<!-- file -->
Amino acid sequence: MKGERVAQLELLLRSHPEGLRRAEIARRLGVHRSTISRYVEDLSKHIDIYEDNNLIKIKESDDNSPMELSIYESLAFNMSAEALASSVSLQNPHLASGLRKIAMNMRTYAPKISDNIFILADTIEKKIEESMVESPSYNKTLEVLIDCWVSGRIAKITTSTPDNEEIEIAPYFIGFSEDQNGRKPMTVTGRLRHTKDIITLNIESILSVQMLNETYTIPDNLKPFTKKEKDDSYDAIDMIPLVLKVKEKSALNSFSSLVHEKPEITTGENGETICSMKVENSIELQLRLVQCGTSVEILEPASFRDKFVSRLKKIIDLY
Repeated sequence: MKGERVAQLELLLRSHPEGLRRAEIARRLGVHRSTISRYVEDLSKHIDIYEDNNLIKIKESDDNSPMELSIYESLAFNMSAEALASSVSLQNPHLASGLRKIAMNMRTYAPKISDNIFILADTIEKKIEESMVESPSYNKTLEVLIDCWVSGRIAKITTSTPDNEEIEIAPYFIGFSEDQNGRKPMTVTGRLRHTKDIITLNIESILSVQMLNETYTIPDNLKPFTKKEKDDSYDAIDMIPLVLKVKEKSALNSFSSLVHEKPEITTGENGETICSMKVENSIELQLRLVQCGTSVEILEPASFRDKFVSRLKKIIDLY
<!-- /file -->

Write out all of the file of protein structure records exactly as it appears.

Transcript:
Amino acid sequence: MKGERVAQLELLLRSHPEGLRRAEIARRLGVHRSTISRYVEDLSKHIDIYEDNNLIKIKESDDNSPMELSIYESLAFNMSAEALASSVSLQNPHLASGLRKIAMNMRTYAPKISDNIFILADTIEKKIEESMVESPSYNKTLEVLIDCWVSGRIAKITTSTPDNEEIEIAPYFIGFSEDQNGRKPMTVTGRLRHTKDIITLNIESILSVQMLNETYTIPDNLKPFTKKEKDDSYDAIDMIPLVLKVKEKSALNSFSSLVHEKPEITTGENGETICSMKVENSIELQLRLVQCGTSVEILEPASFRDKFVSRLKKIIDLY
Repeated sequence: MKGERVAQLELLLRSHPEGLRRAEIARRLGVHRSTISRYVEDLSKHIDIYEDNNLIKIKESDDNSPMELSIYESLAFNMSAEALASSVSLQNPHLASGLRKIAMNMRTYAPKISDNIFILADTIEKKIEESMVESPSYNKTLEVLIDCWVSGRIAKITTSTPDNEEIEIAPYFIGFSEDQNGRKPMTVTGRLRHTKDIITLNIESILSVQMLNETYTIPDNLKPFTKKEKDDSYDAIDMIPLVLKVKEKSALNSFSSLVHEKPEITTGENGETICSMKVENSIELQLRLVQCGTSVEILEPASFRDKFVSRLKKIIDLY